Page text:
Preprints
https://doi.org/10.5194/amt-2021-97
https://doi.org/10.5194/amt-2021-97

  04 Jun 2021

04 Jun 2021

Review status: this preprint is currently under review for the journal AMT.

Latent heating profiles from GOES-16 and its comparison to heating from NEXRAD and GPM

Yoonjin Lee1, Christian D. Kummerow1,2, and Milija Zupanski2 Yoonjin Lee et al.
  • 1Department of Atmospheric Science, Colorado State University, Fort Collins, Colorado, 80521, USA
  • 2Cooperative Institute for Research in the Atmosphere, Fort Collins, Colorado, 80521, USA

Abstract. Latent heating (LH) is an important quantity in both weather forecasting and climate analysis, being the essential factor driving convective systems. Yet, inferring LH rates from our current observing systems is challenging at best. For climate studies, LH has been retrieved from the Precipitation Radar (PR) on the Tropical Rainfall Measuring Mission (TRMM) using model simulations in the look-up table (LUT) that relates instantaneous radar profiles to corresponding heating profiles. These radars, first on TRMM and then Global Precipitation Measurement (GPM), provide a continuous record of LH. However, with observations approximately 3 days apart, its temporal resolution is too coarse to be used to initiate convection in forecast models. In operational forecast models such as High-Resolution Rapid Refresh (HRRR), convection is initiated from LH derived from ground based radar. Despite the high spatial and temporal resolution of ground-based radars, one disadvantage of using it is that its data are only available over well observed land areas. This study suggests a method to derive LH from the Geostationary Operational-Environmental Satellite-16 (GOES-16) in near-real time. Even though the visible and infrared channels on the Advanced Baseline Imager (ABI) provide mostly cloud top information, rapid changes in cloud top visible and infrared properties, when coupled to a LUT similar to those used by the TRMM and GPM radars, can equally be used to derive LH profiles for convective regions using model simulations coupled to a convective classification scheme and channel 14 (11.2 μm) brightness temperature. Convective regions detected by GOES-16 are assigned LH from the LUT, and they are compared with LH from NEXRAD and one of Dual-frequency Precipitation Radar (DPR) products, Goddard Convective-Stratiform Heating (CSH). LH obtained from GOES-16 show similar magnitude with NEXRAD and CSH, and vertical distribution of LH is also very similar with CSH. Overall, GOES LH appear to have the ability to mimic LH from radars, although the area identified as convective is roughly 25 % smaller than the current HRRR model, while the heating is correspondingly higher.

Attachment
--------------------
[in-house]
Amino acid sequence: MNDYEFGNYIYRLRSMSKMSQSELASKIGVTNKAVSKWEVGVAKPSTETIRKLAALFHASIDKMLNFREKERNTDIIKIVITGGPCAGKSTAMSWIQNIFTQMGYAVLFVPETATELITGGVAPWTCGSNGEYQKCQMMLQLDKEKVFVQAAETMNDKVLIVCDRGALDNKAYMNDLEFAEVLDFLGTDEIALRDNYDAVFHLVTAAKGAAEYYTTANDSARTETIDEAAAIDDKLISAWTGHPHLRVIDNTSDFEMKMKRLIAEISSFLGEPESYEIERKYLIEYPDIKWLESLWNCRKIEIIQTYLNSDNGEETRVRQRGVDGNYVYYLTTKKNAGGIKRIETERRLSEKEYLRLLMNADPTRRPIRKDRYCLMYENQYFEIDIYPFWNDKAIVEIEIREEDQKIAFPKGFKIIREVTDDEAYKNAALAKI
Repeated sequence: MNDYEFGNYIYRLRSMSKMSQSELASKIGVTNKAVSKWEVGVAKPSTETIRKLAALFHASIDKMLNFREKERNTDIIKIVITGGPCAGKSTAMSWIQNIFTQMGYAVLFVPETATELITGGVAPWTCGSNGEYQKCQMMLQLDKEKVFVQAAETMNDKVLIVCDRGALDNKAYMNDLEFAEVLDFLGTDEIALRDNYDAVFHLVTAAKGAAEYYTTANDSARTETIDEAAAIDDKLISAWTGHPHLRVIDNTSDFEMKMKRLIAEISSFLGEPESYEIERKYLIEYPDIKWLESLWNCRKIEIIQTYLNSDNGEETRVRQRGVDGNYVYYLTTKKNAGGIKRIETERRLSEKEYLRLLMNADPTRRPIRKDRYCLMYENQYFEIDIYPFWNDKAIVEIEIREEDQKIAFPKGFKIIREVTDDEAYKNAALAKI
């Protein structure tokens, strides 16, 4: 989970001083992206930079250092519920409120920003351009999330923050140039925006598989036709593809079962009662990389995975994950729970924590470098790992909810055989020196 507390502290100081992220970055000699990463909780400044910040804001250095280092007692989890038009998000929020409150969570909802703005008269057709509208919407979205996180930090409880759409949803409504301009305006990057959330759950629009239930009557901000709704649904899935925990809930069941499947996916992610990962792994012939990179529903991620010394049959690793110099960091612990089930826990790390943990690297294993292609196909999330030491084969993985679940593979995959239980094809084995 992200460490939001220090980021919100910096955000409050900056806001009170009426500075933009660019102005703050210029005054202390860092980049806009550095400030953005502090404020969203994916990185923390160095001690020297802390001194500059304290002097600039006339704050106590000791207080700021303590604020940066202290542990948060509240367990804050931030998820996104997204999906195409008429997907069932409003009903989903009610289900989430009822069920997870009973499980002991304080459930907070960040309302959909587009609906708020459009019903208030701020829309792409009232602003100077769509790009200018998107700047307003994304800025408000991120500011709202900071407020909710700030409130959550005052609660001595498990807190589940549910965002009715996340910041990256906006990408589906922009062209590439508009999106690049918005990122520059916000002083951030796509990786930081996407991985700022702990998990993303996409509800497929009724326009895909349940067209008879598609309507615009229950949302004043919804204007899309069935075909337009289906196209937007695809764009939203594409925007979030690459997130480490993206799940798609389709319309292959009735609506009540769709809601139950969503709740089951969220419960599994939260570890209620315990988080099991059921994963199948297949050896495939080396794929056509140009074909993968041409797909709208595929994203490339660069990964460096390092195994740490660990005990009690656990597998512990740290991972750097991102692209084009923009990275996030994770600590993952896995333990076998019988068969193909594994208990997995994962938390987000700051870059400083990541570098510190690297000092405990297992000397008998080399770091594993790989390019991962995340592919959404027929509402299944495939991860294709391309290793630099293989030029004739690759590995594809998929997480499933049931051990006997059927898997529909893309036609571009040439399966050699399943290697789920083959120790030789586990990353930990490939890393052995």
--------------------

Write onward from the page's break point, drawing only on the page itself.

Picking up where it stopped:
Yoonjin Lee et al.

Status: open (until 30 Jul 2021)

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  • RC1: 'Comment on amt-2021-97', Anonymous Referee #1, 21 Jun 2021 reply

Yoonjin Lee et al.

Yoonjin Lee et al.

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Short summary
Latent heating released from phase changes of water is an important factor in driving convection, and thus used in short-term weather forecast models to initiate convection. Typically, radars have been used to retrieve latent heating to be used in the forecast model, but continuous radar data are only available over land. Therefore, this study uses geostationary satellite data to retrieve latent heating so that it can be used to initiate convection in regions where radar data are not available.